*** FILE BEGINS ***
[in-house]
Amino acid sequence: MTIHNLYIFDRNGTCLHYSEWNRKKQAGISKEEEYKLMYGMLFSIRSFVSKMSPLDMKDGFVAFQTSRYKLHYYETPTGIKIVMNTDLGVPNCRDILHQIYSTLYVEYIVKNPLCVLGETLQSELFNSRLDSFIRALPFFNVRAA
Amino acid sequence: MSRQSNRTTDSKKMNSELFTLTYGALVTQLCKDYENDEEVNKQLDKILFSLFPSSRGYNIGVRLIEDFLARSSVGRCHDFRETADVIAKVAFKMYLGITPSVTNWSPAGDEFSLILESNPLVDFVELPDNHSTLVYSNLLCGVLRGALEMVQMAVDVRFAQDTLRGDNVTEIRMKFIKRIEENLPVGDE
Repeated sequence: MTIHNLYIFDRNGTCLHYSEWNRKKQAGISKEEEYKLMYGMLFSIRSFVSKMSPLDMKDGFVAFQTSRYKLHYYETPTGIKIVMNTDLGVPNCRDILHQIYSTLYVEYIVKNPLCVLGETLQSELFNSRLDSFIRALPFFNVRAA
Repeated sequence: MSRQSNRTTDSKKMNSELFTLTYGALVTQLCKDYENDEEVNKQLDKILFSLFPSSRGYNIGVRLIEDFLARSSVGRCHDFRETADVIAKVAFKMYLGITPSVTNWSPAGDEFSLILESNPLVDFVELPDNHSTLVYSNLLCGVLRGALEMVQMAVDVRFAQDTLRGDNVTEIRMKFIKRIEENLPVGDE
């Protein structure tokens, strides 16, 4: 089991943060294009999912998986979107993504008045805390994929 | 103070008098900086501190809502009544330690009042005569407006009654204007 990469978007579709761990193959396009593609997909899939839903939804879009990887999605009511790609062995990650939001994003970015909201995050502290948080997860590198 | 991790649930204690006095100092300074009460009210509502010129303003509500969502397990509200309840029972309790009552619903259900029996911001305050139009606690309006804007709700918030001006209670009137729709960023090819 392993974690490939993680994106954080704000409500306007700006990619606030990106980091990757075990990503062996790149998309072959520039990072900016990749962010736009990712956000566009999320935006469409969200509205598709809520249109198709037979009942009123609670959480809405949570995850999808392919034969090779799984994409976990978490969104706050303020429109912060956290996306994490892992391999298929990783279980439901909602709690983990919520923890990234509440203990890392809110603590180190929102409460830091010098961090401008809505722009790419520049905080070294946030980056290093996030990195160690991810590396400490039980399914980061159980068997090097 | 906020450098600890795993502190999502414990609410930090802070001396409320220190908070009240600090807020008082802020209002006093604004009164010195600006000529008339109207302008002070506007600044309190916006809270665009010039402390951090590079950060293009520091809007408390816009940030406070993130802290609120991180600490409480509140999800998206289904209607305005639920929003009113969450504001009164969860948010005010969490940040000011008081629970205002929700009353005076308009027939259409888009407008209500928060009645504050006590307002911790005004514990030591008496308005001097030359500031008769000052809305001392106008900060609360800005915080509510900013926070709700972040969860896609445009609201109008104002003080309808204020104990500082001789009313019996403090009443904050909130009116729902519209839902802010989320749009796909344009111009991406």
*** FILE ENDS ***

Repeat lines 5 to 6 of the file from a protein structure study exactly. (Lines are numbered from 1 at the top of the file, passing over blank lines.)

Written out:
Repeated sequence: MSRQSNRTTDSKKMNSELFTLTYGALVTQLCKDYENDEEVNKQLDKILFSLFPSSRGYNIGVRLIEDFLARSSVGRCHDFRETADVIAKVAFKMYLGITPSVTNWSPAGDEFSLILESNPLVDFVELPDNHSTLVYSNLLCGVLRGALEMVQMAVDVRFAQDTLRGDNVTEIRMKFIKRIEENLPVGDE
């Protein structure tokens, strides 16, 4: 089991943060294009999912998986979107993504008045805390994929 | 103070008098900086501190809502009544330690009042005569407006009654204007 990469978007579709761990193959396009593609997909899939839903939804879009990887999605009511790609062995990650939001994003970015909201995050502290948080997860590198 | 991790649930204690006095100092300074009460009210509502010129303003509500969502397990509200309840029972309790009552619903259900029996911001305050139009606690309006804007709700918030001006209670009137729709960023090819 392993974690490939993680994106954080704000409500306007700006990619606030990106980091990757075990990503062996790149998309072959520039990072900016990749962010736009990712956000566009999320935006469409969200509205598709809520249109198709037979009942009123609670959480809405949570995850999808392919034969090779799984994409976990978490969104706050303020429109912060956290996306994490892992391999298929990783279980439901909602709690983990919520923890990234509440203990890392809110603590180190929102409460830091010098961090401008809505722009790419520049905080070294946030980056290093996030990195160690991810590396400490039980399914980061159980068997090097 | 906020450098600890795993502190999502414990609410930090802070001396409320220190908070009240600090807020008082802020209002006093604004009164010195600006000529008339109207302008002070506007600044309190916006809270665009010039402390951090590079950060293009520091809007408390816009940030406070993130802290609120991180600490409480509140999800998206289904209607305005639920929003009113969450504001009164969860948010005010969490940040000011008081629970205002929700009353005076308009027939259409888009407008209500928060009645504050006590307002911790005004514990030591008496308005001097030359500031008769000052809305001392106008900060609360800005915080509510900013926070709700972040969860896609445009609201109008104002003080309808204020104990500082001789009313019996403090009443904050909130009116729902519209839902802010989320749009796909344009111009991406």